A twenty-five minute drive brings you from Manitowaning to Little Current, the island’s four-season access point via the famous swing bridge. It’s also the Island’s largest town, so yes, an excellent spot for dinner. Popular spots include Manitoulin Brewing Company and Brewgers food truck, Elliott’s (classic Canadian cuisine) and The Anchor Inn Hotel (known for its whitefish). Three Cows and A Cone is fun option for pizza and (no surprise) ice cream. An after-dinner boardwalk stroll lets you peek at boats from all over the Great Lakes, as well as some from farther afield — makes sense, given that Georgian Bay’s north channel is considered some of the best freshwater boating anywhere. For live music visit Little Current in August to hit up the annual rock and country music festivals.

Manitoulin Brewing Company. Photo credit Peter Baumgarten, Creative Island Photography.

Day Two

CUP AND SAUCER TRAIL — 9:00 AM

CUP, SAUCER AND A HIKE – MICHIGIWADINONG

One of the Island’s best known attractions is The Cup and Saucer/Michigiwadinong trail, about a twenty minute drive west of Little Current on the Manitoulin extension of the Niagara Escarpment. Michigiwadinong means “bluff in the shape of a spearhead,” a reference to it being the place where famous trickster Nanabush lay down his spearpoints while fleeing Iroquois warriors (warriors he’d tormented for generations). The legend and the surrounding area’s history makes it an iconic spot. It’s also a hiker’s delight, with twelve kilometres of trails creating multiple options from fifteen minutes to four hours. There are good reasons it’s one of Ontario’s most popular hikes — magnificent 70 meter cliffs, wonderful views of the Island’s lakes and fields, and closeups of escarpment rock.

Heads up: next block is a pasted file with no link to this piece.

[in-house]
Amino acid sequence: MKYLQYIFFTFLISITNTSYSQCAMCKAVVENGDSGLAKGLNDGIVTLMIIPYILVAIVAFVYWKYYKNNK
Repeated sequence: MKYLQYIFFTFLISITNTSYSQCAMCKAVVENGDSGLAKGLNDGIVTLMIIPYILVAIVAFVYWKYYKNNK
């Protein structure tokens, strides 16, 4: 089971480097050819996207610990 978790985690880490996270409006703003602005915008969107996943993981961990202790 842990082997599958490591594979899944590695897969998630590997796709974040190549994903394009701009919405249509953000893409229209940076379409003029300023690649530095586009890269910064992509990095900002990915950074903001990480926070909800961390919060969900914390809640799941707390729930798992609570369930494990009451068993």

The Cup and Saucer/Michigiwadinong Trail. Photo credit Peter Baumgarten, Creative Island Photography.

M’CHIGEENG — 11:30 AM

HISTORY AND HERITAGE CRAFTS

You’ll find the Ojibwe Cultural Foundation in M’Chigeeng, with its museum, art gallery, gift shop and amphitheatre. Learn about Anishinaabe spiritual knowledge, history and cultural practices at the museum, and enjoy beautiful heritage crafts including porcupine quill boxes, ash and sweetgrass baskets, and antler carvings. Crafters and artists may also enjoy this area as it is home to Lillian’s Crafts (offering items made from local materials and artwork by Indigenous artists), as well as the original source for the much lauded Beam Paints (pigments harvested from the LaCloche mountain range).